File photo of a Labour Day parade in Canada in 1900. The International Socialist Conference declared May 1 as the International Workers’ Day and declared it a holiday at a meeting in 1889. (Wikimedia)
Source: Wikimedia

On Every May 1st, International Workers’ Day, also known as Labour Day is celebrated across the world except few countries to honor the hard work and dedication of workers. In the European countries, Labour Day is a public holiday, while other countries like US and Canada, the International Labour Day is observed every year on 1st Monday of September as an annual holiday.

For some, May 1 brings happiness every year as it’s a government holiday. However, it’s a day which uplifts dignity of humanity and embraces the efforts of workers and there is a lot more to the occasion than most of us actually know. Here are lists of some interesting facts about the day and how it has evolved over the years.

  • Labour Day is celebrated to pay tribute to those innocent workers who lost their lives in 1886 in Chicago for the rights of the workers, who were forced to work over 16 hours a day in unsafe conditions.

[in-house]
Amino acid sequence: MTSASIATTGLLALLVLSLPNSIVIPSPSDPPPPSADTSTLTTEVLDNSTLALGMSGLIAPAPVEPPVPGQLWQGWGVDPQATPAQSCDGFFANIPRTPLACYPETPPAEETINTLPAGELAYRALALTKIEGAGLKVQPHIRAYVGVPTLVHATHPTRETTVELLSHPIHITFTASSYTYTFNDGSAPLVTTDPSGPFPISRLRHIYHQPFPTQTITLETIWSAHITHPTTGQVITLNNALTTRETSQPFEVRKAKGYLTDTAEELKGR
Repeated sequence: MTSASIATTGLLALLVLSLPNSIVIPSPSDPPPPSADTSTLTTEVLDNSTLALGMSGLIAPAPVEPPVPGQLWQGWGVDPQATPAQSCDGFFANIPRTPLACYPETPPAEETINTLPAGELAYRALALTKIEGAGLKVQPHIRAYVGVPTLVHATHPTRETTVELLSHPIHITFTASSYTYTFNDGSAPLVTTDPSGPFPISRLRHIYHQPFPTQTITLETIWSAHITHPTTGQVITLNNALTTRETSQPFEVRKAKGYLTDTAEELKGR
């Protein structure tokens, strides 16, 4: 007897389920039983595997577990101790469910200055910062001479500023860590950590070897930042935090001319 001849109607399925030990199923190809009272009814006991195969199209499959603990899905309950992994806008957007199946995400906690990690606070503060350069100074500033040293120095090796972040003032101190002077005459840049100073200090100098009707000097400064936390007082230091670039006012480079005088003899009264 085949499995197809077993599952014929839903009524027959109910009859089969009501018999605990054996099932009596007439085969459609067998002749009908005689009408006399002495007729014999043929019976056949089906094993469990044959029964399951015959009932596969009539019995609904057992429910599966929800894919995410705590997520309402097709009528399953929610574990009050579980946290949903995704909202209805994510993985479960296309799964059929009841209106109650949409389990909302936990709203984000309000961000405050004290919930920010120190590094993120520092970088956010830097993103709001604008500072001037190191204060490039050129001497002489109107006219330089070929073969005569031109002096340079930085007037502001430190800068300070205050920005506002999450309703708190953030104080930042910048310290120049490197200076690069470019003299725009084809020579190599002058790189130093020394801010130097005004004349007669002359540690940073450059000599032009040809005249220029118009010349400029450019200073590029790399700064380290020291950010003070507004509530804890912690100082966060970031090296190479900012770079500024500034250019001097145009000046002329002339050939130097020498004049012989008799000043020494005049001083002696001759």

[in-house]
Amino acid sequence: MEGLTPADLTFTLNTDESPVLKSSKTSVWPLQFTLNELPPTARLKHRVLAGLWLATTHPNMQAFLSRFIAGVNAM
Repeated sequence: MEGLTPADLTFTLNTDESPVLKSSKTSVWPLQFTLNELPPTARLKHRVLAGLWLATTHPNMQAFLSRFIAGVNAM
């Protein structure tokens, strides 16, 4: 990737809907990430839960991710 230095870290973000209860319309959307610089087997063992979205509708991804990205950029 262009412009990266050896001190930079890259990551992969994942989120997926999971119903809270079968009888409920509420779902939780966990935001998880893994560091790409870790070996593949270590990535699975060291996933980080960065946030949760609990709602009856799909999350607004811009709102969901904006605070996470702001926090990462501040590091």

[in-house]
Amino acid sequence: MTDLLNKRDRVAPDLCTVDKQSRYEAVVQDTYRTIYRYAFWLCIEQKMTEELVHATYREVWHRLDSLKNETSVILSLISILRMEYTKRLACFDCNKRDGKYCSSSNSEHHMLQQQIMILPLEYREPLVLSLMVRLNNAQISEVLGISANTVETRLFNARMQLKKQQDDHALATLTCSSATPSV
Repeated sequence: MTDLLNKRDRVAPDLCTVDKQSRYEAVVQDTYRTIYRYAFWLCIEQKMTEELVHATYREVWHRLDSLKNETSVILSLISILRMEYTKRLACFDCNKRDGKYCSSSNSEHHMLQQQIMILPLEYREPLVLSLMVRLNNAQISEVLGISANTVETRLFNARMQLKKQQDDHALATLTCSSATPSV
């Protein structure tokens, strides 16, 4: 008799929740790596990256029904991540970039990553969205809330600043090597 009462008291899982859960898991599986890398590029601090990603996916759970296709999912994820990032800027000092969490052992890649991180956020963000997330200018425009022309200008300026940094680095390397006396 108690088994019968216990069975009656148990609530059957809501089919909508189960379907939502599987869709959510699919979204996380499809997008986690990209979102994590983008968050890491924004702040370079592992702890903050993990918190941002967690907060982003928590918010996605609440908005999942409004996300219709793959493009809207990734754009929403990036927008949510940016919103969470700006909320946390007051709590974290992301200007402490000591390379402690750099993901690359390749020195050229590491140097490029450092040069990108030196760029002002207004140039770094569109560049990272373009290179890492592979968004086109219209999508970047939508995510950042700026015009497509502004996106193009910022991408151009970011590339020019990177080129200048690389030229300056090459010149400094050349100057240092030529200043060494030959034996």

• In Countries, like People’s Republic of China, Cuba, North Korea and the former Soviet Union, Labour Day celebrations usually feature military parades.
  • The Socialists, communists and trade unionists chose May 1 as International Workers’ Day.
  • The US celebrated its first Labour day on September 5, 1882, in New York City, organized by the Central Labour Union.
  • Labour Day is also known as Antarrashtriya Shramik Diwas in India.
  • Labour Day in India was first celebrated in Chennai on May 1, 1923, initiated by the Labour Kisan Party of Hindustan.
  • Oregon was the first state to celebrate Labour Day as a public holiday in 1887.
  • In Hindi, Labour Day is known as ‘Kamgar Din’, ‘Kamgar Divas’ in Marathi and ‘Uzhaipalar Naal’ in Tamil.
  • The states of Gujarat and Maharashtra celebrate May 1 as Gujarat Diwas and Maharashtra Diwas, respectively. These states had come into being on the same day in 1960 when the Bombay state was bifurcated on the basis of linguistic preferences.
  • 1st May is formally known as Dia do Trabalhador in Portuguese.